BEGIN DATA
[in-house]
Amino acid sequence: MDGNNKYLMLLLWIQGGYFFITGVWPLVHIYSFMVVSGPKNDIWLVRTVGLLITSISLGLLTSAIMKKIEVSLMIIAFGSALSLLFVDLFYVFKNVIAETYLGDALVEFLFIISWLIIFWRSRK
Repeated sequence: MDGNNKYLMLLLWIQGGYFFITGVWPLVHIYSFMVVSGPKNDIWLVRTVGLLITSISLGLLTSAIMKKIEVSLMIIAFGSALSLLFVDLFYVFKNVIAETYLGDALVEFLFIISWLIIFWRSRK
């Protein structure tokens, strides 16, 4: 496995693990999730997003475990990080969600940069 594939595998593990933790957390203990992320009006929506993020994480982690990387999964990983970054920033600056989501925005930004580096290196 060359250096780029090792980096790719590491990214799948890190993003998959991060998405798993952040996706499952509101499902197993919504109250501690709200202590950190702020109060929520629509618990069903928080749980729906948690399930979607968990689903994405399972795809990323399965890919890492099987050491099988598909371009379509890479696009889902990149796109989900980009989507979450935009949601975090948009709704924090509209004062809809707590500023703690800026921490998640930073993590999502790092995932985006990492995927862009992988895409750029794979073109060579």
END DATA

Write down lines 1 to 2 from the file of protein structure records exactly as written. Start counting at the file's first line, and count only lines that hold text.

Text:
[in-house]
Amino acid sequence: MDGNNKYLMLLLWIQGGYFFITGVWPLVHIYSFMVVSGPKNDIWLVRTVGLLITSISLGLLTSAIMKKIEVSLMIIAFGSALSLLFVDLFYVFKNVIAETYLGDALVEFLFIISWLIIFWRSRK